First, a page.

In a bold move meant to address hunger and food insecurity, the Biden administration plans to announce a sweeping food program geared toward feeding 34 million low-income children over the summer, when school-based free-meal programs are unavailable.
“Congress, through the American Rescue Plan, expanded this program to operate during the summer, which I think was just highly responsive to what we need right now,” Stacy Dean, deputy undersecretary of agriculture for food, nutrition and consumer services, told NBC News. “We know that summer hunger is a problem in normal years, but obviously this year, with heightened food hardship as a result of the pandemic, we’re happy to deploy the program this summer.”
The plan would make available $6.82 per day for 10 weeks of summer break (coming to about $375 apiece) to 34 million children. Opponents of the program have complained that it comes at a significant financial cost, but proponents say it’s a small price to pay to make sure kids don’t go hungry when school isn’t in session.
In previous years, children received other forms of food aid during the summer months, but officials said that these programs were only reaching 20 percent of the kids who normally receive free lunch and breakfast during the school year.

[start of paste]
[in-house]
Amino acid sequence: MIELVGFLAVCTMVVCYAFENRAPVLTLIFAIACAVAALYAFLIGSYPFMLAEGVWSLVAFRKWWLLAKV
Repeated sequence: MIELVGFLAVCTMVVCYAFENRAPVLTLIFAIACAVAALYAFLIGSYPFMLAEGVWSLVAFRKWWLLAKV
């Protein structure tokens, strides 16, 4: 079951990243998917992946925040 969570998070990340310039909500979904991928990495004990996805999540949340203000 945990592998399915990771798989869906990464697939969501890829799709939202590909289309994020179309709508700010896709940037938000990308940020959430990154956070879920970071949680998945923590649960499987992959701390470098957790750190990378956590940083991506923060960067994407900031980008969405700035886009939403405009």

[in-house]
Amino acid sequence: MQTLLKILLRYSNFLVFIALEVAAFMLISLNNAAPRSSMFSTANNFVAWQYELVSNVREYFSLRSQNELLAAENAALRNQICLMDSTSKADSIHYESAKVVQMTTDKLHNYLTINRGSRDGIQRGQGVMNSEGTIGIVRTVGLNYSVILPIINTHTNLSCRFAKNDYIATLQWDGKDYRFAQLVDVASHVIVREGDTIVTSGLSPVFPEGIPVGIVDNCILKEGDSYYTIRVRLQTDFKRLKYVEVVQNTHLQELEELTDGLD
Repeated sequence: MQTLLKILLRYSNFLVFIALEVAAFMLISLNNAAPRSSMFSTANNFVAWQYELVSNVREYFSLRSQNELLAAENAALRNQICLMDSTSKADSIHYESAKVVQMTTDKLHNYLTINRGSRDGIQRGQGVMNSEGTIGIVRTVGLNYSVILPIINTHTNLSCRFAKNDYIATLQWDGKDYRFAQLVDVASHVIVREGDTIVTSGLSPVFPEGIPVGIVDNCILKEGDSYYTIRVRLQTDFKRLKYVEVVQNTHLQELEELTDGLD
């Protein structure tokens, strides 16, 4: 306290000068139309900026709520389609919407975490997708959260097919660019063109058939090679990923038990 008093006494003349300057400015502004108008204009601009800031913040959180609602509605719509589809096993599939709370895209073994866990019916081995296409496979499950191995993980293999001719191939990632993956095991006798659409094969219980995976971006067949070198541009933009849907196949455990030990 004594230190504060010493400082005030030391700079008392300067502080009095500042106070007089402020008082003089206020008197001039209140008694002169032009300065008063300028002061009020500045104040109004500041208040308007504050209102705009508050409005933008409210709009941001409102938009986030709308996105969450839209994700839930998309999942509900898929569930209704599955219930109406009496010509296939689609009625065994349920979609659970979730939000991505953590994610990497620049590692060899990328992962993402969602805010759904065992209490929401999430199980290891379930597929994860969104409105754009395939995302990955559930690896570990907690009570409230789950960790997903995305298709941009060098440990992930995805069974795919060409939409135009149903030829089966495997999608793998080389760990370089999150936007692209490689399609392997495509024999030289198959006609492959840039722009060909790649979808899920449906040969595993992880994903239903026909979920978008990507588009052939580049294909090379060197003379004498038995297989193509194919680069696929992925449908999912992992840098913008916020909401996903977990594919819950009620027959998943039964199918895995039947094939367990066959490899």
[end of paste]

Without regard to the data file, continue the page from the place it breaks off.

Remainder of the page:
“If we’re serious about alleviating food insecurity in our country, it doesn’t come free. We have to pay money to reduce food insecurity,” Craig Gundersen, an agricultural and consumer economics professor at the University of Illinois at Urbana-Champaign, told Today. “USDA has recognized in studies that this is a problem: Kids are going hungry over the summertime.”
Children under the age of 6 who qualify for Supplemental Nutritional Assistance Programs and children who receive free or reduced-price school lunches will be automatically enrolled in the program. Pandemic Electronic Benefits Cards will be mailed to parents or guardians from state officials and should start being delivered within the next few weeks.